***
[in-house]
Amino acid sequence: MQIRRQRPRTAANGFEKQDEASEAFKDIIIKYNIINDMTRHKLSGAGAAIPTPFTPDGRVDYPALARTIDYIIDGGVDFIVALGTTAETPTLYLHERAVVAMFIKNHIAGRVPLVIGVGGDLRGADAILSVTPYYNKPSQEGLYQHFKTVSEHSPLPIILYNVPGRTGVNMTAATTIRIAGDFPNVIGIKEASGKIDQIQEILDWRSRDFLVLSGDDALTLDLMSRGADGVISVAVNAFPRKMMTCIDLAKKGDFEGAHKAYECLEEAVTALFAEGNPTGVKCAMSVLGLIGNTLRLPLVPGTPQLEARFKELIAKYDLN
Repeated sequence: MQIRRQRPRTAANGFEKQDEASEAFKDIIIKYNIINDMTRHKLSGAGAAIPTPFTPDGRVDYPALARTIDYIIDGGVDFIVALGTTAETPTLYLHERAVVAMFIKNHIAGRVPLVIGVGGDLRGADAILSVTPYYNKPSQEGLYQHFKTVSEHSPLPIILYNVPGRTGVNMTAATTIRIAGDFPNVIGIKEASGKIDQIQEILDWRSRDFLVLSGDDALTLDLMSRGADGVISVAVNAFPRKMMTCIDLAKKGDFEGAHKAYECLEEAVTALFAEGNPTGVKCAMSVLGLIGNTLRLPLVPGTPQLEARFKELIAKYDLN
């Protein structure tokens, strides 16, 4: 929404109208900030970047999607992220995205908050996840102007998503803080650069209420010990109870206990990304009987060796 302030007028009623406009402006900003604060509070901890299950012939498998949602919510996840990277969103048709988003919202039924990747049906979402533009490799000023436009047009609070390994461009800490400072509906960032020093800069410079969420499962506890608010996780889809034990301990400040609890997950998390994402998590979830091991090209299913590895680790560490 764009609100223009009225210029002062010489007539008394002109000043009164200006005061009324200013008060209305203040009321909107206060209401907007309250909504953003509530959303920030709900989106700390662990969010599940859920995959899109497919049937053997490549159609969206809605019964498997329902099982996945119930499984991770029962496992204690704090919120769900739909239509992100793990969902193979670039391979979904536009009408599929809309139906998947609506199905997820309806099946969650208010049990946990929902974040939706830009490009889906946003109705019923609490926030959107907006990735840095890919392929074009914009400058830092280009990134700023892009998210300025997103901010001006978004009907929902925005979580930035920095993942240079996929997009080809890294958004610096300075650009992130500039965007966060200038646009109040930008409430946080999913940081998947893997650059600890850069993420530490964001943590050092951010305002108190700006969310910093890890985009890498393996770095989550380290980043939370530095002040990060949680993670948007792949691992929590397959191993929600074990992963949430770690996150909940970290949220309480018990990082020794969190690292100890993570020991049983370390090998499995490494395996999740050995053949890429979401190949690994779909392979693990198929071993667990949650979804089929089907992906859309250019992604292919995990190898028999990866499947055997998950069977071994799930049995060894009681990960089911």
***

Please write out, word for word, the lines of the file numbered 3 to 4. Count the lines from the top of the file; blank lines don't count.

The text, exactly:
Repeated sequence: MQIRRQRPRTAANGFEKQDEASEAFKDIIIKYNIINDMTRHKLSGAGAAIPTPFTPDGRVDYPALARTIDYIIDGGVDFIVALGTTAETPTLYLHERAVVAMFIKNHIAGRVPLVIGVGGDLRGADAILSVTPYYNKPSQEGLYQHFKTVSEHSPLPIILYNVPGRTGVNMTAATTIRIAGDFPNVIGIKEASGKIDQIQEILDWRSRDFLVLSGDDALTLDLMSRGADGVISVAVNAFPRKMMTCIDLAKKGDFEGAHKAYECLEEAVTALFAEGNPTGVKCAMSVLGLIGNTLRLPLVPGTPQLEARFKELIAKYDLN
């Protein structure tokens, strides 16, 4: 929404109208900030970047999607992220995205908050996840102007998503803080650069209420010990109870206990990304009987060796 302030007028009623406009402006900003604060509070901890299950012939498998949602919510996840990277969103048709988003919202039924990747049906979402533009490799000023436009047009609070390994461009800490400072509906960032020093800069410079969420499962506890608010996780889809034990301990400040609890997950998390994402998590979830091991090209299913590895680790560490 764009609100223009009225210029002062010489007539008394002109000043009164200006005061009324200013008060209305203040009321909107206060209401907007309250909504953003509530959303920030709900989106700390662990969010599940859920995959899109497919049937053997490549159609969206809605019964498997329902099982996945119930499984991770029962496992204690704090919120769900739909239509992100793990969902193979670039391979979904536009009408599929809309139906998947609506199905997820309806099946969650208010049990946990929902974040939706830009490009889906946003109705019923609490926030959107907006990735840095890919392929074009914009400058830092280009990134700023892009998210300025997103901010001006978004009907929902925005979580930035920095993942240079996929997009080809890294958004610096300075650009992130500039965007966060200038646009109040930008409430946080999913940081998947893997650059600890850069993420530490964001943590050092951010305002108190700006969310910093890890985009890498393996770095989550380290980043939370530095002040990060949680993670948007792949691992929590397959191993929600074990992963949430770690996150909940970290949220309480018990990082020794969190690292100890993570020991049983370390090998499995490494395996999740050995053949890429979401190949690994779909392979693990198929071993667990949650979804089929089907992906859309250019992604292919995990190898028999990866499947055997998950069977071994799930049995060894009681990960089911």